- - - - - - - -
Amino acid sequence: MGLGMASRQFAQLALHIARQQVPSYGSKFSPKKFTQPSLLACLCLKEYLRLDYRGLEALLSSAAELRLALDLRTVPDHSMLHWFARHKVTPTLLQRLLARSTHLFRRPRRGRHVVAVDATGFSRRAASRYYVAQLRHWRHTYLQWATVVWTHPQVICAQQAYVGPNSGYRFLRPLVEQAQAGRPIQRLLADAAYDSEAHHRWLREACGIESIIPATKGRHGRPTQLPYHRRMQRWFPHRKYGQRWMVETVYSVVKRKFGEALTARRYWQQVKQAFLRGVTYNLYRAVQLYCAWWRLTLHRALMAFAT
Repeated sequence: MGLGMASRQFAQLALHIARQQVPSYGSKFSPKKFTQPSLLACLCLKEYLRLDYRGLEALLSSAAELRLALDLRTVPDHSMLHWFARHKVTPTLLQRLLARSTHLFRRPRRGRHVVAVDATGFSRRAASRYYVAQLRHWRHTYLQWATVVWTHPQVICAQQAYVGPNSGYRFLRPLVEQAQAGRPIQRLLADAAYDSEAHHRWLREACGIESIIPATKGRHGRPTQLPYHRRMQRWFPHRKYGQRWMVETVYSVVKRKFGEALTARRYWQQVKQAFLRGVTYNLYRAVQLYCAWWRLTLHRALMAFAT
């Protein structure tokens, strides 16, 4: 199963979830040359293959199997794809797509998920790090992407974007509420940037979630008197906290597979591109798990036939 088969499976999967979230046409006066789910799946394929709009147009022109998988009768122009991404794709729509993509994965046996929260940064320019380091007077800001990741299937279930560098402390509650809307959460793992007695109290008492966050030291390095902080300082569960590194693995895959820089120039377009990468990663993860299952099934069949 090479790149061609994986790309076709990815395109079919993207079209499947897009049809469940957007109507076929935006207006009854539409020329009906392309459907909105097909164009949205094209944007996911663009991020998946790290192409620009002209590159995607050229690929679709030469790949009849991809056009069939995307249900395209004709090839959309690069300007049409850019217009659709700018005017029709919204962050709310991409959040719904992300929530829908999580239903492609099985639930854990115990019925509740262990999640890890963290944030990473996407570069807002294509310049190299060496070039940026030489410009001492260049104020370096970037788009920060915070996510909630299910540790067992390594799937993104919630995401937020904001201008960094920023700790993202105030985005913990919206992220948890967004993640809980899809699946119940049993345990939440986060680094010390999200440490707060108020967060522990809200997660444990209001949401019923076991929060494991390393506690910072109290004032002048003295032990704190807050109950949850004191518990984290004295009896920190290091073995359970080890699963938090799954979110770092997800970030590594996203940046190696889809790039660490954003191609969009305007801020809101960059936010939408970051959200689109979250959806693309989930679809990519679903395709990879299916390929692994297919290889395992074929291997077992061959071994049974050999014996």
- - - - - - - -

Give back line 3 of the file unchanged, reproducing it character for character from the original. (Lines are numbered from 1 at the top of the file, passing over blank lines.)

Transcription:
């Protein structure tokens, strides 16, 4: 199963979830040359293959199997794809797509998920790090992407974007509420940037979630008197906290597979591109798990036939 088969499976999967979230046409006066789910799946394929709009147009022109998988009768122009991404794709729509993509994965046996929260940064320019380091007077800001990741299937279930560098402390509650809307959460793992007695109290008492966050030291390095902080300082569960590194693995895959820089120039377009990468990663993860299952099934069949 090479790149061609994986790309076709990815395109079919993207079209499947897009049809469940957007109507076929935006207006009854539409020329009906392309459907909105097909164009949205094209944007996911663009991020998946790290192409620009002209590159995607050229690929679709030469790949009849991809056009069939995307249900395209004709090839959309690069300007049409850019217009659709700018005017029709919204962050709310991409959040719904992300929530829908999580239903492609099985639930854990115990019925509740262990999640890890963290944030990473996407570069807002294509310049190299060496070039940026030489410009001492260049104020370096970037788009920060915070996510909630299910540790067992390594799937993104919630995401937020904001201008960094920023700790993202105030985005913990919206992220948890967004993640809980899809699946119940049993345990939440986060680094010390999200440490707060108020967060522990809200997660444990209001949401019923076991929060494991390393506690910072109290004032002048003295032990704190807050109950949850004191518990984290004295009896920190290091073995359970080890699963938090799954979110770092997800970030590594996203940046190696889809790039660490954003191609969009305007801020809101960059936010939408970051959200689109979250959806693309989930679809990519679903395709990879299916390929692994297919290889395992074929291997077992061959071994049974050999014996």